Author: Lauren Ploch Blanchard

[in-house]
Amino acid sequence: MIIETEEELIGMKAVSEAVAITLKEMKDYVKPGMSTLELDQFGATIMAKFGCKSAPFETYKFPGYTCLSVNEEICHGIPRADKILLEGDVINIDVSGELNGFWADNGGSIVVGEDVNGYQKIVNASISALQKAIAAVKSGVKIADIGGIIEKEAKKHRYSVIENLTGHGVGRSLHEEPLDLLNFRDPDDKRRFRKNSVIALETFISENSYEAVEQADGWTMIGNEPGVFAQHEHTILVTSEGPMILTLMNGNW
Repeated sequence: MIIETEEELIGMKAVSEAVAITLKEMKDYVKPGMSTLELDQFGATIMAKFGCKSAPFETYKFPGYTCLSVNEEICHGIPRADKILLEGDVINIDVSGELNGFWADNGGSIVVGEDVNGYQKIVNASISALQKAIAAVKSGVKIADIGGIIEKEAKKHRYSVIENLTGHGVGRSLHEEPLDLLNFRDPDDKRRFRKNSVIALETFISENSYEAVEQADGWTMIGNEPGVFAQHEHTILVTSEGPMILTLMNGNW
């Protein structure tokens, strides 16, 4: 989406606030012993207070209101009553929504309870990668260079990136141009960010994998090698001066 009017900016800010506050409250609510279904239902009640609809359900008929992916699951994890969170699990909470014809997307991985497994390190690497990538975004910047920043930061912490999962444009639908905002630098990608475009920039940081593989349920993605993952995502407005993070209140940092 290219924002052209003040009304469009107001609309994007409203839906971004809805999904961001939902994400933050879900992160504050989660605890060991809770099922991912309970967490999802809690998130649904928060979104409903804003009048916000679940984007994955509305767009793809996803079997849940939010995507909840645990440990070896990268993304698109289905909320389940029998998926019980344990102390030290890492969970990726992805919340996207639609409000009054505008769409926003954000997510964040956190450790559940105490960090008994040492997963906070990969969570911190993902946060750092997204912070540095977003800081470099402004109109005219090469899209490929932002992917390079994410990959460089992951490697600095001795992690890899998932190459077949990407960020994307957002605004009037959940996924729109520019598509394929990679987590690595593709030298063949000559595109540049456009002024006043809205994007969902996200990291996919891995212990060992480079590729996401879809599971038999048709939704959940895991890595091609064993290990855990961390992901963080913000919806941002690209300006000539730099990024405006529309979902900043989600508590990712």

South Sudan emerged in 2011 as the world?s newest country, and one of its least developed. After almost 40 years of war between the Sudan government and southern insurgents, southern Sudanese voted in January 2011 to secede from Sudan. More than 2.5 million people were killed in that civil war and some 4.5 million were displaced. Many fled as refugees, including to the United States. South Sudan was devastated by the conflict, which hindered the development of basic infrastructure, human capital, and formal civilian institutions. Massive, chronic humanitarian needs persisted after independence despite abundant natural resources, including oil fields from which Sudan had generated 75% of its oil production. High-level state corruption also slowed post-war recovery and development. South Sudan was the world?s largest recipient of humanitarian aid in 2013; its needs since then have grown substantially, driven by a new internal conflict.